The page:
The key resource for crop production, but also a key determinant of past failures in agricultural intensification, is the high spatial and temporal variability of water resources in Kilombero. This comprises both the effects of unexpected droughts as well as severe submergence events that affect grain yields and resource-use efficiency, and clearly demonstrated the interplay as well as the interdependency between the wetland and its surrounding catchment and agricultural management.

Publications

Becker, M., Angulo, C. (2019): The evolution of lowland rice-based production systems: Historic trends, determinants of change, future perspective. Advances in Agronomy, vol. 157, pp. 293-327. DOI.

Gebrekidan, B., Heckelei, T., Rasch, S., (2020): Characterizing farmers and farming system in Kilombero Valley floodplain, Tanzania. Sustainability vol. 12(17), pp. 7114. Link.

Höllermann, B., Näschen, K.,, Tibanyendela, N., Kwesiga, J., Evers, M. (2021): Dynamics of human-water interactions in the Kilombero Valley, Tanzania: - Insights from farmers’ aspirations and decisions in an uncertain environment. EJDR, DOI.

Kwesiga, J., Grotelüschen, C., Neuhoff, D., Senthilkumar, K., Döring, T. F., Becker, M., (2019): Site and management effects on grain yield and yield variability of rainfed lowland rice in the Kilombero floodplain of Tanzania. Agronomy, vol. 9, pp. 608. DOI.

Kwesiga, J., Grotelüschen, C., Neuhoff, D., Senthilkumar, K., Döring, T. F., Becker, M., (2020): Rice yield gaps in smallholder systems of the Kilombero floodplain in Tanzania. Agronomy, vol. 10, online. DOI.

Langensiepen, M., Jansen. M.A.K., Wingler, A., Demmig-Adams, B., Adams III, W.W., Dodd, I.C., Fotopoulus, V., Snowdon, R., Fenollosa, E., de Tullio, M.C., Buck-Sorlin, G., & Munné-Bosch, S. (2020): Linking integrative plant physiology with agronomy to sustain future plant production. Environmental and Experimental Botany, on-line. DOI.

Näschen, K., Diekkrüger, B., Evers, M., Höllermann, B., Steinbach, S., Thonfeld, F. (2019): The impact of land use/land cover change (LULCC) on water resources in a tropical catchment in Tanzania under different climate change scenarios. Sustainability, vol. 11(24), pp. 7083. DOI

Näschen, K., Diekkrüger. B., Leemhuis, C., Seregina, L.S., van der Linden, R. (2019): Impact of climate change on water resources in the Kilombero Catchment in Tanzania. Water, vol. 11(4), pp. 859. DOI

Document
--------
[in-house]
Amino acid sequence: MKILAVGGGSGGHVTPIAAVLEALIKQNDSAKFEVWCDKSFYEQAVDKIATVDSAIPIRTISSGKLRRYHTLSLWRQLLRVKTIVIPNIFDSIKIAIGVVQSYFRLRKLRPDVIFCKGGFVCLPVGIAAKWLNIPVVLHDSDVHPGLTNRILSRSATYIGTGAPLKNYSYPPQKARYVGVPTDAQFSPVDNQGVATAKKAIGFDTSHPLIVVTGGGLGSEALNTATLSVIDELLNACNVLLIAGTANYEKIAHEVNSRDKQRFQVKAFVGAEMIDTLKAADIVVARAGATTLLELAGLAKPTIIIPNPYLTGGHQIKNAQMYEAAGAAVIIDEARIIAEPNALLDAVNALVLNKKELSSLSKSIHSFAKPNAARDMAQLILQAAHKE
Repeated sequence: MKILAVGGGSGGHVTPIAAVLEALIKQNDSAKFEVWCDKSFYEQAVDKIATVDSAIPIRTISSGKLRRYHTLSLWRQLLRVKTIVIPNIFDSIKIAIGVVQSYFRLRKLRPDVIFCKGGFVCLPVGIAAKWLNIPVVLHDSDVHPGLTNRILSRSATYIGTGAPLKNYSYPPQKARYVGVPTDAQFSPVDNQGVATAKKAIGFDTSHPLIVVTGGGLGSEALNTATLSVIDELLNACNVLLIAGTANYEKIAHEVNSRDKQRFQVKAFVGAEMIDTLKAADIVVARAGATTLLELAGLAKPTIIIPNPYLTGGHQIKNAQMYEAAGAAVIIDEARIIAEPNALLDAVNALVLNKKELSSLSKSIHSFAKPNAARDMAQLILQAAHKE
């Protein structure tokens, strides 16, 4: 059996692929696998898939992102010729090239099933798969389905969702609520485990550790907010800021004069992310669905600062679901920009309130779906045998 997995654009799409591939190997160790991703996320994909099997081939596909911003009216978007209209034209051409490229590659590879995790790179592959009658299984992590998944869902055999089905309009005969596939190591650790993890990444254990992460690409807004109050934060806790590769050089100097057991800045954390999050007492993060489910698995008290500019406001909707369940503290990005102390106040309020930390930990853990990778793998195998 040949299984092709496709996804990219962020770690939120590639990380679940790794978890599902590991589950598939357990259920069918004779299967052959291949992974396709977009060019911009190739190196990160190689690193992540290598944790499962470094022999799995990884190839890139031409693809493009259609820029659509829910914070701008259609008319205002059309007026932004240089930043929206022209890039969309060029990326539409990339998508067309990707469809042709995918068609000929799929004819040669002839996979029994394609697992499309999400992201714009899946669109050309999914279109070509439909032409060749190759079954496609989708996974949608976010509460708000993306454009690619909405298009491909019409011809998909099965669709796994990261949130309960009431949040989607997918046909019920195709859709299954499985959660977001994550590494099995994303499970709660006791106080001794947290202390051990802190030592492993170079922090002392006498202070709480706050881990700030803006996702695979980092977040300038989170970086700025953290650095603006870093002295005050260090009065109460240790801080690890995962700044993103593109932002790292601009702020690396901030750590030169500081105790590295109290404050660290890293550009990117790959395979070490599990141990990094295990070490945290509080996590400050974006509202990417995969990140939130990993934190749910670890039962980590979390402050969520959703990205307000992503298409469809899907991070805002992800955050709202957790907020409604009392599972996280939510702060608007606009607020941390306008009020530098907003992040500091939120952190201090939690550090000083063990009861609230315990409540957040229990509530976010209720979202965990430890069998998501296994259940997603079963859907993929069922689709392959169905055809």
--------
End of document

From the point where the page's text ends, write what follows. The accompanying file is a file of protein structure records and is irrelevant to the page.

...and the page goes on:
Thonfeld, F., Steinbach, S., Muro, J. Hentze, K., Games, I., Näschen, K., Kauzeni, P. F. (2020): The impact of anthropogenic land use change on the protected areas of the Kilombero catchment, Tanzania. ISPRS Journal of Photogrammetry and Remote Sensing, vol. 168, pp. 41-55. DOI.

Outlook for phase II funding

In phase 2 of the CRC, we will focus on the emerging trend of diversification, its spatial patterns and resource use efficiency (Agronomy), on water abstraction and downstream water effects originating from small multi-purpose dams (Socio-Hydrology), and market, nutrition, and risk-management implications for farm households (Agricultural Economics). The integrated model that was developed in phase 1 of the CRC will be further developed to accommodate the new trend of diversification. The project is organized into four interdisciplinary work packages (WPs) addressing

  • the diversity of emerging land-use strategies;
  • the drivers of past and current changes;
  • the implications of changes at field, household, and regional scales; and
  • the reflection of patterns of diversification in the integrated model.

  • The expected outcomes are to identify emerging and likely future drivers of diversification, extend the findings to other areas with similar phenomena and conditions, and apply the integrated model to (a) project a range of likely future change scenarios, and (b) to visualize and assess the effects of emerging patterns of diversification. WPs 1 and 2 as well as WP 4 are truly interdisciplinary, while WP 3 (implications and trade-offs) is initially addressed from different disciplinary perspectives and subsequently merged in the integrated model.